The church search

I have been looking for a new church to attend.  It’s been quite the experience.   Though I have attended church all of my life, I find myself looking at the whole church search through a different set of lenses these days.  Whether it’s been the conservative Presbyterian church, the big Baptist church, the liberal Methodist church, the ultra-traditional Greek Orthodox church or the casually dressed “pastor on a screen” church – here are some random thoughts on my experience the last several months:

  • THE VISITOR PARKING SPACE.   This is great.  For anyone new to the church, it really makes it easy to know where to park.   Good job to the churches that have it.  What’s sad is that most of the time, I’m the only car in that spot on Sunday.   Minutes later, I realize why.
  • THE PARKING LOT GREETERS.   Some churches have men in orange vests directing you into the church parking lot like you would at a professional sporting event.  I’m waiting for them to charge me $10 to park.  Other churches don’t have anyone in the parking lot looking to help you.  I guess those churches don’t care whether you make it inside.  Or maybe they assume you’ll find the door, just like you would at the mall.
  • THE AT-THE-DOOR GREETERS.   Some churches have people stationed at the door to greet you.  They are generally pretty friendly.  Others let you get the door yourself.  Some have people ready to hand you a bulletin of some sort.  Other churches assume you are illiterate and just hope you listen real well.   Some in the front lobby actually approach you and try to make you feel welcome.  Others avoid you like the invisible person you are.  Most people do care that you are there, except for when they are ignoring you.
  • THE STAND-UP-AND-GREET SOMEONE NEAR YOU IN THE PEW.   Some churches, in the middle of their service, ask everyone to walk around and greet someone near you.  I find this aspect very disconcerting.  What should I say, (“May the force be with you?”)  How much time is allotted?  Am I greeting someone who just got over the flu?   Do I tell them my name only or my last big sin?  No matter how you slice it, it’s just an awkward time for visitors.  Can you imagine if, during the 7th inning stretch, the ballpark announcer asked you to leave your seat and greet someone you don’t know?  I mean, the mall doesn’t ask you to suspend shopping to greet nearby shoppers.  The grocery store does not ask you to bump carts with the nearest person and share recipes.   The reason churches do this, I think, is to make it easier on its members from actually doing the hard work of greeting someone new.  One Sunday, I did get hugged by three stranger women.  Granted, they were all over the age of seventy but hey, a hug is a hug.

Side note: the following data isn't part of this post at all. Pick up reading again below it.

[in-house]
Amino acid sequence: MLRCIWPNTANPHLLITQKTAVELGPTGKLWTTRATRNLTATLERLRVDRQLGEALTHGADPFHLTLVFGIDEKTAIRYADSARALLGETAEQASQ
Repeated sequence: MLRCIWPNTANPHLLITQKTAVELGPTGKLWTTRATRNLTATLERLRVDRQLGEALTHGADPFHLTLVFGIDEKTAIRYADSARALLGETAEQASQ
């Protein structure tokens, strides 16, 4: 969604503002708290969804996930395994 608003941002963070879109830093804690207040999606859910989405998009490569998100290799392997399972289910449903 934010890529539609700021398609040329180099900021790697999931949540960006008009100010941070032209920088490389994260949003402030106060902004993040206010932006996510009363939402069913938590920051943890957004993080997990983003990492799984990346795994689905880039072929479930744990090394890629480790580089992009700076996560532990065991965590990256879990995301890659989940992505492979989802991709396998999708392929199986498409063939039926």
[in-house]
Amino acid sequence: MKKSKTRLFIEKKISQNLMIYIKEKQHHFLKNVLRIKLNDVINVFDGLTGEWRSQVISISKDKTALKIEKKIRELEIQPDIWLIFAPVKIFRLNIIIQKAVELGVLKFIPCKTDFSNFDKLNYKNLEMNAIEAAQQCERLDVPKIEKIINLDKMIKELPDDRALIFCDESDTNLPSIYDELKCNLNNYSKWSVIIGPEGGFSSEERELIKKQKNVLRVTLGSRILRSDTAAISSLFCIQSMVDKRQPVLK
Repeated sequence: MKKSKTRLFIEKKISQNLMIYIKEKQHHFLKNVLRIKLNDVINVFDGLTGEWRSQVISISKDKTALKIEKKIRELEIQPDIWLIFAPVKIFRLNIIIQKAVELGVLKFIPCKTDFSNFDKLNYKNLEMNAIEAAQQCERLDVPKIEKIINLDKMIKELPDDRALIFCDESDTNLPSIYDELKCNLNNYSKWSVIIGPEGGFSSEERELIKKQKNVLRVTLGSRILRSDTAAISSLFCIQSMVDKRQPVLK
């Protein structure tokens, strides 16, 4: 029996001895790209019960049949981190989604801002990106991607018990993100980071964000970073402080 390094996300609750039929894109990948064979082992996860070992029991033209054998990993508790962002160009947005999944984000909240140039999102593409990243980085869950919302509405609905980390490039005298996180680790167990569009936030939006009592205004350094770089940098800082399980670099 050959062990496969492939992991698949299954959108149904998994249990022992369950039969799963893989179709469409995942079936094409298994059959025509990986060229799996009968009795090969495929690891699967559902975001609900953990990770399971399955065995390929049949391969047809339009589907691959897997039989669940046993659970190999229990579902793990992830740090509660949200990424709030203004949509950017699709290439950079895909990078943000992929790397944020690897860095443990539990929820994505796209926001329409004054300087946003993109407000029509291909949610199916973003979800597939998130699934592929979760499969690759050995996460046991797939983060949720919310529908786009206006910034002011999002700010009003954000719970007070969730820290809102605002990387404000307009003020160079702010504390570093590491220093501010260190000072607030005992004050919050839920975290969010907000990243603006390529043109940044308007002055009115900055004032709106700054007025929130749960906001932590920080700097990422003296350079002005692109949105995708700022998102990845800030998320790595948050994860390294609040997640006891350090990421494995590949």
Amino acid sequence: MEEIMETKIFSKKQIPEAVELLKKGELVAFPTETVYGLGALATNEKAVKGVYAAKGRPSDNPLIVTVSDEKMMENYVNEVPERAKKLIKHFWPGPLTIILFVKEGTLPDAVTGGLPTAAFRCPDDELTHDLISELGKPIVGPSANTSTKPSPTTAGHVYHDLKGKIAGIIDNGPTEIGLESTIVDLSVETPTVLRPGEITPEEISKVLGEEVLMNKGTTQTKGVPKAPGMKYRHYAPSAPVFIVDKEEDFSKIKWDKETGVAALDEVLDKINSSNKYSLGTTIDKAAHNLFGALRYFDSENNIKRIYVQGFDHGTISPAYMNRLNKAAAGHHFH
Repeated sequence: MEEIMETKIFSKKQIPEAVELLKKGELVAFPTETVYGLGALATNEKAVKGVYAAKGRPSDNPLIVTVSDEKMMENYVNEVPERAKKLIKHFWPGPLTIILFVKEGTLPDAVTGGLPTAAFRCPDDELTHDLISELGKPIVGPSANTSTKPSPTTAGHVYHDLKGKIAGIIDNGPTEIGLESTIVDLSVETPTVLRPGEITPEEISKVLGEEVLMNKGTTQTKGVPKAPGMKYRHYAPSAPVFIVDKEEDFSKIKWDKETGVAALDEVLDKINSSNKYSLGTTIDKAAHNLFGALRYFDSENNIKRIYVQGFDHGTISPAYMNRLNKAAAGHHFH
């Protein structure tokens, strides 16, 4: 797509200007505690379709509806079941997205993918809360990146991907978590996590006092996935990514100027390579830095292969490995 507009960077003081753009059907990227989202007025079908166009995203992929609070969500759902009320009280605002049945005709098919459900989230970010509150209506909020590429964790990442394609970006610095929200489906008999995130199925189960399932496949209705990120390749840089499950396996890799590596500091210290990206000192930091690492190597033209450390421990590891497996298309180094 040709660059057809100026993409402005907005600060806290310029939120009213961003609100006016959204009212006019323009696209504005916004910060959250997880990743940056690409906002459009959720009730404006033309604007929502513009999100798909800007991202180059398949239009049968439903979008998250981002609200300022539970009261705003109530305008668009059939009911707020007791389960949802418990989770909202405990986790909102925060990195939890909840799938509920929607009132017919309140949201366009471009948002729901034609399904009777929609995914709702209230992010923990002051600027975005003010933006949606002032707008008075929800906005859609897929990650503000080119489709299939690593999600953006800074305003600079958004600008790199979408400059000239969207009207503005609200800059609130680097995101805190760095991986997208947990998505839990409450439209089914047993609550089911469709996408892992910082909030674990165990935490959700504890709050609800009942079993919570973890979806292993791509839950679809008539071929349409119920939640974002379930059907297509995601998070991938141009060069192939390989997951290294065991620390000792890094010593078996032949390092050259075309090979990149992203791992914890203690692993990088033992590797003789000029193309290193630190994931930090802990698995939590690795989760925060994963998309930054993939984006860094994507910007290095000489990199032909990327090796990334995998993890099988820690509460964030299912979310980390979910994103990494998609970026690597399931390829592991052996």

• THE OFFERING PLATE.   This is always an interesting dilemna for a visitor.  To give or not to give, that is the question.  It feels like a free car wash, without the soapy water.  If you do give, you feel super spiritual for putting something in the plate like all the saints around you.  If you do not give, you actually feel like the cheap sinner you are and NOW everyone else knows it.  You know the people near you are thinking, “Jeez, I bet he doesn’t even pay for his car wash either.”  
  • THE MUSIC  For the contemporary churches – “deafening” is the new volume, it seems.   I thought it was loud because I am 42 and all those years of rock concerts made me hard of hearing.   Nope.  When I took my six year old, he spent the entire service with the “hear no evil” posture.  It’s amusing to watch the reaction of people who think my son is boycotting church music.  I try to tell them that he’s just trying to stop the bleeding.  It’s futile.  They can’t hear me.  It’s often so loud that I can’t hear myself sing… so I don’t.  The musicians look at me and wonder why I’m not singing.  I think they’re offended.  It’s just hard to sing when the sound barrier is broken in my face.  They do provide free ear plugs, which is nice.  Apparently you shouldn’t wear them during the sermon.
  • THE SERMON.   Very interesting to see the different styles of preaching at each church.  One preacher taught through a passage of Scripture – verse by verse using illustrations.   Well done.  One pastor had the Bible in his hand the entire sermon but never opened it.  He told lots of stories and summarized the Bible’s teaching.  One man used a bunch of props and videos.  Very entertaining but I’m not sure what his point was.  I’m not sure he knew either.  Though the sanctuary was filled with a bunch of adults, one evangelist told a bunch of junior high style jokes like a comedian.   The only difference, he wasn’t funny.